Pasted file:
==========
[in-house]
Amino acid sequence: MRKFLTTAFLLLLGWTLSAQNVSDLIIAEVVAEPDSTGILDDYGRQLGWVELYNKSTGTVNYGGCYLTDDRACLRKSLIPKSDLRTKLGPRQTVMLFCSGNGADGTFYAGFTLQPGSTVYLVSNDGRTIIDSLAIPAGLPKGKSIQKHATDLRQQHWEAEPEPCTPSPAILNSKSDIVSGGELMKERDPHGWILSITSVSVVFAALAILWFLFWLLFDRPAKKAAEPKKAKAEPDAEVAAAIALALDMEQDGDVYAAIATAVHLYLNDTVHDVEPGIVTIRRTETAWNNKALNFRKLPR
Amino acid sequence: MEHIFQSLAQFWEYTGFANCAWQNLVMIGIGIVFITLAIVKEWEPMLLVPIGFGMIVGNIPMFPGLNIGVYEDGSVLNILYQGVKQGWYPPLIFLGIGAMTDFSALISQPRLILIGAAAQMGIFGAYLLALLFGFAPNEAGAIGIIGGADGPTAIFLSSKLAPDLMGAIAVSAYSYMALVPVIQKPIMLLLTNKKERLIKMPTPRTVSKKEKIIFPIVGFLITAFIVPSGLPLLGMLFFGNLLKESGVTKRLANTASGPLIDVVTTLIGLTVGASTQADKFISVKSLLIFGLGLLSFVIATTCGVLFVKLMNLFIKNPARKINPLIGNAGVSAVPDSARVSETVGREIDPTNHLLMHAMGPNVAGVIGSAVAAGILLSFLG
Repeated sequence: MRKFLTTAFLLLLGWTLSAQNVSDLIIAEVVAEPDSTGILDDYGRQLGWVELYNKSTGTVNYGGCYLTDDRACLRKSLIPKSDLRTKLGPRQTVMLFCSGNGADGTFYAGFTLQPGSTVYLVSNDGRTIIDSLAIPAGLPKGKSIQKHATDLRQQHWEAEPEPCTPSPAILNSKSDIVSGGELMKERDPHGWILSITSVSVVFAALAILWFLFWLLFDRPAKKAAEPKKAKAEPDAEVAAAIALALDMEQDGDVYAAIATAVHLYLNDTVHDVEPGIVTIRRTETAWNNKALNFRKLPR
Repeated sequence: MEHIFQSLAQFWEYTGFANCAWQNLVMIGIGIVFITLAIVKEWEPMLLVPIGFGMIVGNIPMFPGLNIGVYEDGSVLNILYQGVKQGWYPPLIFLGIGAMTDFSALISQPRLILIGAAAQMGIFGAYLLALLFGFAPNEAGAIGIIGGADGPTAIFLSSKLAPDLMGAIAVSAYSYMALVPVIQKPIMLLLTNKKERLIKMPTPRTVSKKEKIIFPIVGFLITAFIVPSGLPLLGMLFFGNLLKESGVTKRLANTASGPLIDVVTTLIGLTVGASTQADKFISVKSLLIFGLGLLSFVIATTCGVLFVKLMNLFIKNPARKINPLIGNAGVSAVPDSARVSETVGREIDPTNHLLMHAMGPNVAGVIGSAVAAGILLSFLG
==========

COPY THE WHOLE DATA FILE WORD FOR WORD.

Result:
[in-house]
Amino acid sequence: MRKFLTTAFLLLLGWTLSAQNVSDLIIAEVVAEPDSTGILDDYGRQLGWVELYNKSTGTVNYGGCYLTDDRACLRKSLIPKSDLRTKLGPRQTVMLFCSGNGADGTFYAGFTLQPGSTVYLVSNDGRTIIDSLAIPAGLPKGKSIQKHATDLRQQHWEAEPEPCTPSPAILNSKSDIVSGGELMKERDPHGWILSITSVSVVFAALAILWFLFWLLFDRPAKKAAEPKKAKAEPDAEVAAAIALALDMEQDGDVYAAIATAVHLYLNDTVHDVEPGIVTIRRTETAWNNKALNFRKLPR
Amino acid sequence: MEHIFQSLAQFWEYTGFANCAWQNLVMIGIGIVFITLAIVKEWEPMLLVPIGFGMIVGNIPMFPGLNIGVYEDGSVLNILYQGVKQGWYPPLIFLGIGAMTDFSALISQPRLILIGAAAQMGIFGAYLLALLFGFAPNEAGAIGIIGGADGPTAIFLSSKLAPDLMGAIAVSAYSYMALVPVIQKPIMLLLTNKKERLIKMPTPRTVSKKEKIIFPIVGFLITAFIVPSGLPLLGMLFFGNLLKESGVTKRLANTASGPLIDVVTTLIGLTVGASTQADKFISVKSLLIFGLGLLSFVIATTCGVLFVKLMNLFIKNPARKINPLIGNAGVSAVPDSARVSETVGREIDPTNHLLMHAMGPNVAGVIGSAVAAGILLSFLG
Repeated sequence: MRKFLTTAFLLLLGWTLSAQNVSDLIIAEVVAEPDSTGILDDYGRQLGWVELYNKSTGTVNYGGCYLTDDRACLRKSLIPKSDLRTKLGPRQTVMLFCSGNGADGTFYAGFTLQPGSTVYLVSNDGRTIIDSLAIPAGLPKGKSIQKHATDLRQQHWEAEPEPCTPSPAILNSKSDIVSGGELMKERDPHGWILSITSVSVVFAALAILWFLFWLLFDRPAKKAAEPKKAKAEPDAEVAAAIALALDMEQDGDVYAAIATAVHLYLNDTVHDVEPGIVTIRRTETAWNNKALNFRKLPR
Repeated sequence: MEHIFQSLAQFWEYTGFANCAWQNLVMIGIGIVFITLAIVKEWEPMLLVPIGFGMIVGNIPMFPGLNIGVYEDGSVLNILYQGVKQGWYPPLIFLGIGAMTDFSALISQPRLILIGAAAQMGIFGAYLLALLFGFAPNEAGAIGIIGGADGPTAIFLSSKLAPDLMGAIAVSAYSYMALVPVIQKPIMLLLTNKKERLIKMPTPRTVSKKEKIIFPIVGFLITAFIVPSGLPLLGMLFFGNLLKESGVTKRLANTASGPLIDVVTTLIGLTVGASTQADKFISVKSLLIFGLGLLSFVIATTCGVLFVKLMNLFIKNPARKINPLIGNAGVSAVPDSARVSETVGREIDPTNHLLMHAMGPNVAGVIGSAVAAGILLSFLG